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Clitoria ternatea – a source of a blue food dye

December 19, 2010

During the night of December 16-17, and in the morning of the 17th, Dokmai Garden received 16 mm of rain. We had overcast all day, which made yesterday’s garden tour to Mae Khanin Tai brilliant! A deeply green forest with mist clouds, and a temperature just above 20°C, perfect for taking pictures. December rains are not abnormal. According to the weather data of the Chiang Mai airport, the average precipitation in December, based on 30 years of measurements, is 21 mm. However, early mango blossom may have taken a hit.

One plant which enjoys the extra rain is the butterfly pea (Clitoria ternatea, Fabaceae). Its flowers are cobalt blue and are used by the Thais to dye rice blue, or to make sweet blue drinks. It is currently in blossom at Dokmai Garden. We prefer to grow the original form with its unique shape, while the flore pleno mutant with many extra petals are more commonly seen in the Chiang Mai gardens, as each flower provides more pigment. The origin of the butterfly pea is obscure, but it is now pan-tropical.

The descriptive name Clitoria was coined by Linnaeus during the burlesque 18th century. However, people worldwide have made the same association as Linnaeus and therefore the plant has been used to cure venereal diseases and as an aphrodisiac, according to the Doctrine of Signatures.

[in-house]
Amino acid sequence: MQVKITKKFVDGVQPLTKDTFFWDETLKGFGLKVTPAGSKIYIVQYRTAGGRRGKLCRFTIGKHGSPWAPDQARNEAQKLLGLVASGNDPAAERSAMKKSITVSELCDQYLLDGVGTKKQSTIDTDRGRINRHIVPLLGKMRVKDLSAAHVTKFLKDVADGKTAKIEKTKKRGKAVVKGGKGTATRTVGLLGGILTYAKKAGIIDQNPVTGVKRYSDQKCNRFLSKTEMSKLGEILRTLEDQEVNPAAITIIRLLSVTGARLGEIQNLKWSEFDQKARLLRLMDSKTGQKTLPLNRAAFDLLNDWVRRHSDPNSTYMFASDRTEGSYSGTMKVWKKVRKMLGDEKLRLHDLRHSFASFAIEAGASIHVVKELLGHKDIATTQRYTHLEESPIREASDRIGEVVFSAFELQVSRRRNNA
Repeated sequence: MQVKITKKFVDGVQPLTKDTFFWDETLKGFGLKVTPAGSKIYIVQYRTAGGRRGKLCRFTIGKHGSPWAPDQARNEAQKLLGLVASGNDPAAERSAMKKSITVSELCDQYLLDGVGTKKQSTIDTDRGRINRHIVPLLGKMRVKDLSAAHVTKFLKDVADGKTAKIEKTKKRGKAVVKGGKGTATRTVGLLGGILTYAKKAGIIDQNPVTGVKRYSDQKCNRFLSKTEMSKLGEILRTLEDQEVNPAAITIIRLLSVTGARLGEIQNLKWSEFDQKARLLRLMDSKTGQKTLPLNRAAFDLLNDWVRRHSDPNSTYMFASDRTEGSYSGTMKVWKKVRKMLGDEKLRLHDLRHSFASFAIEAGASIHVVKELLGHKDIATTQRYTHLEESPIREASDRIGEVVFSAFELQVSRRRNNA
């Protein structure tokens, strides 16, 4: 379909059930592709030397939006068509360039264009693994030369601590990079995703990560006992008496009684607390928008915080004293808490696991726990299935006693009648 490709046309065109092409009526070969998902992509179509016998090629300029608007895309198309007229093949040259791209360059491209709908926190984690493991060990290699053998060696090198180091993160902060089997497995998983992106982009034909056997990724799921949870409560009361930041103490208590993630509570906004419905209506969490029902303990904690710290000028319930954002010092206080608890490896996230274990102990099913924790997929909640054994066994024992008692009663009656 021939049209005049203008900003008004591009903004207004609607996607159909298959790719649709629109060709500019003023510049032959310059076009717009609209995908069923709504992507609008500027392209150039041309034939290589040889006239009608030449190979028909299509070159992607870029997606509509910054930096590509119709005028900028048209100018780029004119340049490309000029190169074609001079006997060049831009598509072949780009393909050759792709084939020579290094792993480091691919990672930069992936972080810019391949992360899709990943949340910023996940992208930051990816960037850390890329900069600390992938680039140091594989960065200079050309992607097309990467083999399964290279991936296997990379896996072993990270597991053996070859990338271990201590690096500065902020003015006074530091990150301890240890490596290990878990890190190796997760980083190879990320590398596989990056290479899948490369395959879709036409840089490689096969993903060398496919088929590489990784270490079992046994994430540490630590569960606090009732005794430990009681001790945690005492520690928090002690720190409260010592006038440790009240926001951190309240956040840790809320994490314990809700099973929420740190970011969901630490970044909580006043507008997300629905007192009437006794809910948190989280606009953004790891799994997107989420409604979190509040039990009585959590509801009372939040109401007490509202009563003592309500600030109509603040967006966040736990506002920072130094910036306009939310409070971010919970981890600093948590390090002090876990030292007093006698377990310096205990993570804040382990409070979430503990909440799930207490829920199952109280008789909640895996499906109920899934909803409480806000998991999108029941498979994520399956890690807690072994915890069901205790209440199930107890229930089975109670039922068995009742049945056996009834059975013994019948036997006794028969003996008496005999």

Text: Eric Danell

Photo: Frank Teng, Tropical Gardening School student

The butterfly pea is easy to grow from seeds, and rapidly forms beautiful flowers.

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2 Comments leave one →
  1. December 19, 2010 8:04 AM

    now i want the seeds of these, lol! i’ve seen the photos of this plant before. what a color. does one crush flowers fresh or dry/cook to dye?

    http://www.herbalcureindia.com/herbs/aparajita.htm
    http://www.ncbi.nlm.nih.gov/pubmed/18926895
    http://sawaal.ibibo.com/alternative-medicine/what-properties-uses-shankpushpi-clitoria-ternatea-ayurveda-583945.html

    cool stuff. i need to grow it next summer.

  2. January 4, 2011 4:37 PM

    You can eat the flowers raw. They have a nutty taste like so many other pea flowers. If you crush them fresh your fingers will turn blue. Ketsanee said that you can dissolve the colour in a bowl of water and then dip and squeeze sticky rice in it. She was not sure about the boiling.

    Eric

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